1. Pick one book to pitch. William Shakespeare. Jules Verne. Edgar Allen Poe. Heck, Douglas Adams. You can buy the collected works of these authors at just about any bookstore you may choose to wander. It’s considerably harder to find a copy of “The Collected Works of A Rookie Novelist.” Why? Because there are die hard fans who are willing to shell out a good deal of money to carry around a giant, ungainly copy of everything a certain author has ever ever written. You are not there. Yet. You may get there, and I hope you do. But, until then talking about all of your ideas just makes you sound a bit. . . scattered. Granted, we are artists. We are, most of us, a bit scattered. That’s not, however, the best selling point. Now, the good news is, if your pitch works for one book, it’s likely that you have a home for much of the rest. So, pick a girl to take to the dance, then dance with the girl you came with.
a. It’s probably best if the book you choose is complete. Or, at least, really REALLY close. An almost finished manuscript is not nearly as attractive as a completed manuscript. After all, as it was once said to me, “500 almost finished manuscripts equals 0 manuscripts.” Also, please refer to the sentences on scattered above. A publisher will likely be unwilling to commit him or herself to an unfinished project. They know writers, after all.
2. Know your book. Inside and out. Backwards and forwards. All of the nuances and intricacies. I mean really, really, let you see my morning hair, going to the bathroom in front of each other, I was there for your unfortunate Kris Kross phase KNOW your book. That way, when you are asked questions, you will know the answer. You will know what makes it unique. You will know what makes it marketable. And, best of all, you will be able to be clear and succinct. A bunch of stammering “uh’s” and “ah’s” do not build confidence. You have to make these publishers, in just a couple hundred seconds, get excited enough about your story to gamble their money on it, and you.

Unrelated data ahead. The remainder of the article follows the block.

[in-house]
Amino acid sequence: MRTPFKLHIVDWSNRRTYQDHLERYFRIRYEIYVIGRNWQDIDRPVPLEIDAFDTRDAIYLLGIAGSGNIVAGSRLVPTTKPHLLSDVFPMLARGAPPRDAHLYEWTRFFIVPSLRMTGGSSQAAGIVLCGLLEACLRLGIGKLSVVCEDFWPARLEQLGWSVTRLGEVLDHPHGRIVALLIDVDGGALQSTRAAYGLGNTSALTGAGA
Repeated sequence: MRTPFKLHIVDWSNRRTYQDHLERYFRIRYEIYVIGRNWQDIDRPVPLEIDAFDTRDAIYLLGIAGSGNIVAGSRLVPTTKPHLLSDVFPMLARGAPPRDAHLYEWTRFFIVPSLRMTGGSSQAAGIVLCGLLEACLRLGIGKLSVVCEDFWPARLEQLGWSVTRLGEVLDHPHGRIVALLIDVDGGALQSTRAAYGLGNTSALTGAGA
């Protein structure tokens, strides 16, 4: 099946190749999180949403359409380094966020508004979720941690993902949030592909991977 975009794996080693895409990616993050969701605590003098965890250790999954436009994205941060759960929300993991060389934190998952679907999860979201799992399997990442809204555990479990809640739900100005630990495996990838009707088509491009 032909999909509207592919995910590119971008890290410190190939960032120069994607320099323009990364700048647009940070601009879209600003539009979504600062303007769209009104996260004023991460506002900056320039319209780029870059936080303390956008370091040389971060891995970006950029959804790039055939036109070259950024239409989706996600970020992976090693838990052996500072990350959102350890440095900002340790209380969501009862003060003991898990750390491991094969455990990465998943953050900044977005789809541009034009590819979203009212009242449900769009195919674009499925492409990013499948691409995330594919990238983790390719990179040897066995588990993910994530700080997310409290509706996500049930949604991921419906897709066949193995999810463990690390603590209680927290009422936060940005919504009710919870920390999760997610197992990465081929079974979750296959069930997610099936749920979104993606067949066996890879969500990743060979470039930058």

3. Love your book. Now, here’s where it gets tricky. Have you ever had someone newly, completely in love tell you about their intended? You know how they just a leeeeetle bit manic? And their eyes get a tad bit crazy? And how if you happen to mention that, oh, say the person they are in love with has raging acne and a rap sheet as long as a giraffe’s tongue and 47 illegitimate children the wide crazy eyes suddenly narrow and become predatory and you just know that they are contemplating your jugular and – erhem. Anyway, people that in love with their book are people who will, potentially, resist any editing or design suggestions because don’t people see their book is PERFECT?!?! Also, it’s not incredibly believeable. Is your book the BEST BOOK EVA and will it make you and your publisher A MILLION BILLION DOLLARS. Maybe. . . but probably not. Be the kind of in love that gets an uncontrollable grin when talking about their beloved, but is also sane. Be passionate; you should be, this is your completed manuscript. It’s a great idea. It’s well written. It’s complex and funny and horrifying and everything it should be. Be visibly excited. But stay sane.